Daily Digest Market Movers: Japanese Yen continues losing ground as bulls seem unimpressed by BoJ’s policy outlook

  • Government data showed on Friday that consumer inflation in Tokyo decelerated sharply in April, which, along with the Bank of Japan’s decision to maintain the status quo, undermines the Japanese Yen. 
  • The headline Tokyo Consumer Price Index (CPI) rose 1.8% YoY in April, while core CPI (ex-Fresh Food, Energy) increased by 1.8% YoY during the reported month, both missing consensus estimates. 
  • A core CPI gauge that excludes both fresh food and energy prices and is closely watched by the BoJ as a gauge of underlying inflation fell below the 2% target for the first time since September 2022. 
  • The Japanese central bank, as was widely anticipated, left its short-term interest rates unchanged at 0%-0.10% and expects accommodative monetary conditions to continue for the time being.
  • The BoJ, meanwhile, lowered its economic growth forecast for the current fiscal year 2024 to 0.8% from the 1.2% estimated previously, while CPI ex fresh food for FY 2024 is seen at 2.8% vs 2.4% prior.
  • In the post meeting press conference, BoJ Governor Kazuo Ueda noted that the chance of a prolonged weakness in the JPY is not zero and that the achievement of 2% inflation target is extremely close.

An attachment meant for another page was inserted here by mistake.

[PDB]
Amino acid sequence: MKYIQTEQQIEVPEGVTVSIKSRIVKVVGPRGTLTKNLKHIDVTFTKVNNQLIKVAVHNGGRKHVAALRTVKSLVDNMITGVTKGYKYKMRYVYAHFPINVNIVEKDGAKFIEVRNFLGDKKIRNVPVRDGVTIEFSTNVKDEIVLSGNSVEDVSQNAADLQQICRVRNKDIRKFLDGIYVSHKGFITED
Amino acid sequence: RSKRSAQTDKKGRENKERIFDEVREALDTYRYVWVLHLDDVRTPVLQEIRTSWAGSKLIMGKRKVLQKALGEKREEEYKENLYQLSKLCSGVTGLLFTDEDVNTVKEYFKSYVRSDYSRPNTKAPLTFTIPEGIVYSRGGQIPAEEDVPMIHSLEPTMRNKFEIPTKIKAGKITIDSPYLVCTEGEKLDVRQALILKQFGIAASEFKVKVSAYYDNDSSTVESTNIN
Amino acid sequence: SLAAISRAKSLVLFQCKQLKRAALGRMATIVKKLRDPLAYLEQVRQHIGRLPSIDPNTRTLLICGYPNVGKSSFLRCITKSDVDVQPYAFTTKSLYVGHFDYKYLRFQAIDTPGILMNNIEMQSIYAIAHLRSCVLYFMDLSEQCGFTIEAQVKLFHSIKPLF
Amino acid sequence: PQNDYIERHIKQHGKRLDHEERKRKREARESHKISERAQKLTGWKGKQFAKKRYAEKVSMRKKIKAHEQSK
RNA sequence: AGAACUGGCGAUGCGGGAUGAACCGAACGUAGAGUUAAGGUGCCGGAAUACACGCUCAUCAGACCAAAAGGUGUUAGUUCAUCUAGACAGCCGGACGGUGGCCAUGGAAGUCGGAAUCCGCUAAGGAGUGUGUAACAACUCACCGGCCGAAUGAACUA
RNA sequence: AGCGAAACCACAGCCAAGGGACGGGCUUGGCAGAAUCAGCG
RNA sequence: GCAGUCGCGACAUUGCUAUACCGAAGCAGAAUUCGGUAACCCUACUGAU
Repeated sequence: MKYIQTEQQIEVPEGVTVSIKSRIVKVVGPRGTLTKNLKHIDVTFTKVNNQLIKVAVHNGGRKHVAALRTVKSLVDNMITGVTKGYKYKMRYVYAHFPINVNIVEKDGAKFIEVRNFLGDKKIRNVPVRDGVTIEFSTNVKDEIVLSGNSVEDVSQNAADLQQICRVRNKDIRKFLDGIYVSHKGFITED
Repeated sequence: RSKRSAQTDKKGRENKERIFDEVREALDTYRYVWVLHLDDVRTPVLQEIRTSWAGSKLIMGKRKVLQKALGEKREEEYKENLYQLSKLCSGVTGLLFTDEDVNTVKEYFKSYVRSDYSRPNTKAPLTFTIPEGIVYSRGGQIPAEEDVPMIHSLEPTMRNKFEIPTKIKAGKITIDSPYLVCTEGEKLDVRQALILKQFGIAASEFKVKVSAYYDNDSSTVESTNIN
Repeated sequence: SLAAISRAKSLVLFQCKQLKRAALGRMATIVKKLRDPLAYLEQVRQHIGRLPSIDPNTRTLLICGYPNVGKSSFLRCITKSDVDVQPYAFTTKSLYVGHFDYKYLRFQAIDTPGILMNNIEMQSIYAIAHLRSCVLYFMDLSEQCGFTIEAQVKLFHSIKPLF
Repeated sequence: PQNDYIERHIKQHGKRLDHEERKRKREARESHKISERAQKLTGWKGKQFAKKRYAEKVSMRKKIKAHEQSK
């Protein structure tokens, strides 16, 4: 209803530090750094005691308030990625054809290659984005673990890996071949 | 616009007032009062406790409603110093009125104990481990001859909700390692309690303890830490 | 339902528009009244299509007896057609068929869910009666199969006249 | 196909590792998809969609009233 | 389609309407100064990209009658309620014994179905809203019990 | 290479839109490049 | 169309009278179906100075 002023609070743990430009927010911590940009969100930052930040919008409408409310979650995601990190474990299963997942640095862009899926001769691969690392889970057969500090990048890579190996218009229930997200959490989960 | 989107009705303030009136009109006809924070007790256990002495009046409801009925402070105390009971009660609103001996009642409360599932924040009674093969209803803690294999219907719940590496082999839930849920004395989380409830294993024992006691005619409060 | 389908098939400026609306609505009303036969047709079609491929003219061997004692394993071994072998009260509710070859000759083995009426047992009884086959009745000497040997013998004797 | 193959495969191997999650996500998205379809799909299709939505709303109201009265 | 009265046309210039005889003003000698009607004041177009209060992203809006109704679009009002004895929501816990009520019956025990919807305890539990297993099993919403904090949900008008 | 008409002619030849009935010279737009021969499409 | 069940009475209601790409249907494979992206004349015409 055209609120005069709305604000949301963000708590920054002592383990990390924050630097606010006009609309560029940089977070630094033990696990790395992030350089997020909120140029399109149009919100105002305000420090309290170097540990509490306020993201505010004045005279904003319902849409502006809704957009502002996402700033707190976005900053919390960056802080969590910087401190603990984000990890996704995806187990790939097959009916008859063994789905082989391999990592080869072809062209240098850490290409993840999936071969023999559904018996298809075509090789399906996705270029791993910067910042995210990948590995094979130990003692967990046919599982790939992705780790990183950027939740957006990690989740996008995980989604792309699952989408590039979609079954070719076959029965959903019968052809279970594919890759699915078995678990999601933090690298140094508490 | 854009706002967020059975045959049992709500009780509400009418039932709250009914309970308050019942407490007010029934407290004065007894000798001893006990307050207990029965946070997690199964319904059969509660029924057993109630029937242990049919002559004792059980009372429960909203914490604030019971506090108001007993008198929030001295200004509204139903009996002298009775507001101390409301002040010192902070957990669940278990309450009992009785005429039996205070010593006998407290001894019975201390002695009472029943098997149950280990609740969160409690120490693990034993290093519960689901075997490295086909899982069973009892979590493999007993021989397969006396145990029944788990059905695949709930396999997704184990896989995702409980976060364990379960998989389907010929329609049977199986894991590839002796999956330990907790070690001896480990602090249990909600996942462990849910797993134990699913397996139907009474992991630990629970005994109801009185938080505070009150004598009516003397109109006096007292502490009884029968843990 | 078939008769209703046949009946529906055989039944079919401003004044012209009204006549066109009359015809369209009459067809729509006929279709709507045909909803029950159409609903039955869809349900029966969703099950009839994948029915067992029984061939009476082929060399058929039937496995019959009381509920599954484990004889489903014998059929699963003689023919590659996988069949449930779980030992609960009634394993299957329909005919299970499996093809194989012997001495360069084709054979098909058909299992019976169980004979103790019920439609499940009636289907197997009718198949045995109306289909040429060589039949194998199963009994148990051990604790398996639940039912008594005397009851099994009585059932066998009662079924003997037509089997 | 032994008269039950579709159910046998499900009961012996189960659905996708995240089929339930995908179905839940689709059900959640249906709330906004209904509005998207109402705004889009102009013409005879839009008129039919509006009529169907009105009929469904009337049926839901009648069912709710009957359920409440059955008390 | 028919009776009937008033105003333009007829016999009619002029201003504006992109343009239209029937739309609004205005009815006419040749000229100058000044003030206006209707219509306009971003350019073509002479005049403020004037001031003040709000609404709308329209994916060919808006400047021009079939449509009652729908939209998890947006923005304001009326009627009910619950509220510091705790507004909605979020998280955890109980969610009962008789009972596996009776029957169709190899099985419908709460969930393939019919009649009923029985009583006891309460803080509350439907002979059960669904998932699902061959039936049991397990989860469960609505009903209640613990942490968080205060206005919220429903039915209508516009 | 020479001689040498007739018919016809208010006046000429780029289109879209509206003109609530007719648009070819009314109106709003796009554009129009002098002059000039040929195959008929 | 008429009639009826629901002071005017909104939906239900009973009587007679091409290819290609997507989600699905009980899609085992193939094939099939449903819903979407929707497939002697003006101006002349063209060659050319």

• The US Commerce Department reported on Thursday that the world’s largest economy grew at a 1.6% annualized rate in the January-March period, marking the weakest reading since mid-2022. 
  • This pointed to a significant loss of momentum at the start of 2024, though was offset by a rise in the underlying inflation, which reaffirmed bets that the Federal Reserve will keep rates higher for longer. 
  • A Jiji report indicated that the BoJ might buy fewer bonds, pushing Japan’s five-year bond yield to the highest level since April 2011, albeit does little to provide any meaningful boost to the JPY. 
  • Japan’s Finance Minister Shunichi Suzuki reiterated that he is closely monitoring FX fluctuations and that he will prepare to take full steps on the currency, though declined to comment on details of the policy. Signs over the last few hours of attempts to prop up the Yen appear to have failed with USD/JPY returning to its session highs. 

Technical Analysis: USD/JPY needs to pause and consolidate before the next leg up amid extremely overbought RSI